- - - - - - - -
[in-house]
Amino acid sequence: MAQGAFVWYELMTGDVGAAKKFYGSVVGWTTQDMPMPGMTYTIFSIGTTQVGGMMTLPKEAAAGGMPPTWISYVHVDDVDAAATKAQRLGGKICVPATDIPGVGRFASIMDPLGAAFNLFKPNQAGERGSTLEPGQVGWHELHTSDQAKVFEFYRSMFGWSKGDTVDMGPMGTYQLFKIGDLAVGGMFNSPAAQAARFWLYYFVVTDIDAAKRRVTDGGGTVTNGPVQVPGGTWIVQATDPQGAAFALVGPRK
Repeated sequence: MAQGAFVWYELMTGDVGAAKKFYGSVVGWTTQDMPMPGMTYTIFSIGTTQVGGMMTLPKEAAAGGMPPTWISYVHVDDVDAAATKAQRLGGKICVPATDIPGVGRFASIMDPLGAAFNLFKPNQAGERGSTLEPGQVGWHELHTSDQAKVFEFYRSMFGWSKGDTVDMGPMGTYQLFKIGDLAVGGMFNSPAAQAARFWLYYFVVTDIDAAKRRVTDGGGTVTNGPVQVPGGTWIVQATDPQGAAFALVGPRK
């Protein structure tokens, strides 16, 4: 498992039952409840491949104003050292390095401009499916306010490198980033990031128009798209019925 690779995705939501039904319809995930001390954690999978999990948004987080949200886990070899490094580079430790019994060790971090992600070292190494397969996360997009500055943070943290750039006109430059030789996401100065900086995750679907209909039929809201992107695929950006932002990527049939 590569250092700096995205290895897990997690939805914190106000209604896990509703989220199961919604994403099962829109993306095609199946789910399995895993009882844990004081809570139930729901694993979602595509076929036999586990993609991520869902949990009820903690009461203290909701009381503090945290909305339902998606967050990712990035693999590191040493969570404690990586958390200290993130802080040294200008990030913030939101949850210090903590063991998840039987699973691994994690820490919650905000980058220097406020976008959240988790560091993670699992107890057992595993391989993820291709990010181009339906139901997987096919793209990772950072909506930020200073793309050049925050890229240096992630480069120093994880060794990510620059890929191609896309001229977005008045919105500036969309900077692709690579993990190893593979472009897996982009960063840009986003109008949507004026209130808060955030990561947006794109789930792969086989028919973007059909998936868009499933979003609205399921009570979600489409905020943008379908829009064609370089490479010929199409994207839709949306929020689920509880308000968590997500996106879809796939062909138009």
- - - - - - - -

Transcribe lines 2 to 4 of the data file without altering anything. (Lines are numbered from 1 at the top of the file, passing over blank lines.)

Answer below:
Amino acid sequence: MAQGAFVWYELMTGDVGAAKKFYGSVVGWTTQDMPMPGMTYTIFSIGTTQVGGMMTLPKEAAAGGMPPTWISYVHVDDVDAAATKAQRLGGKICVPATDIPGVGRFASIMDPLGAAFNLFKPNQAGERGSTLEPGQVGWHELHTSDQAKVFEFYRSMFGWSKGDTVDMGPMGTYQLFKIGDLAVGGMFNSPAAQAARFWLYYFVVTDIDAAKRRVTDGGGTVTNGPVQVPGGTWIVQATDPQGAAFALVGPRK
Repeated sequence: MAQGAFVWYELMTGDVGAAKKFYGSVVGWTTQDMPMPGMTYTIFSIGTTQVGGMMTLPKEAAAGGMPPTWISYVHVDDVDAAATKAQRLGGKICVPATDIPGVGRFASIMDPLGAAFNLFKPNQAGERGSTLEPGQVGWHELHTSDQAKVFEFYRSMFGWSKGDTVDMGPMGTYQLFKIGDLAVGGMFNSPAAQAARFWLYYFVVTDIDAAKRRVTDGGGTVTNGPVQVPGGTWIVQATDPQGAAFALVGPRK
């Protein structure tokens, strides 16, 4: 498992039952409840491949104003050292390095401009499916306010490198980033990031128009798209019925 690779995705939501039904319809995930001390954690999978999990948004987080949200886990070899490094580079430790019994060790971090992600070292190494397969996360997009500055943070943290750039006109430059030789996401100065900086995750679907209909039929809201992107695929950006932002990527049939 590569250092700096995205290895897990997690939805914190106000209604896990509703989220199961919604994403099962829109993306095609199946789910399995895993009882844990004081809570139930729901694993979602595509076929036999586990993609991520869902949990009820903690009461203290909701009381503090945290909305339902998606967050990712990035693999590191040493969570404690990586958390200290993130802080040294200008990030913030939101949850210090903590063991998840039987699973691994994690820490919650905000980058220097406020976008959240988790560091993670699992107890057992595993391989993820291709990010181009339906139901997987096919793209990772950072909506930020200073793309050049925050890229240096992630480069120093994880060794990510620059890929191609896309001229977005008045919105500036969309900077692709690579993990190893593979472009897996982009960063840009986003109008949507004026209130808060955030990561947006794109789930792969086989028919973007059909998936868009499933979003609205399921009570979600489409905020943008379908829009064609370089490479010929199409994207839709949306929020689920509880308000968590997500996106879809796939062909138009």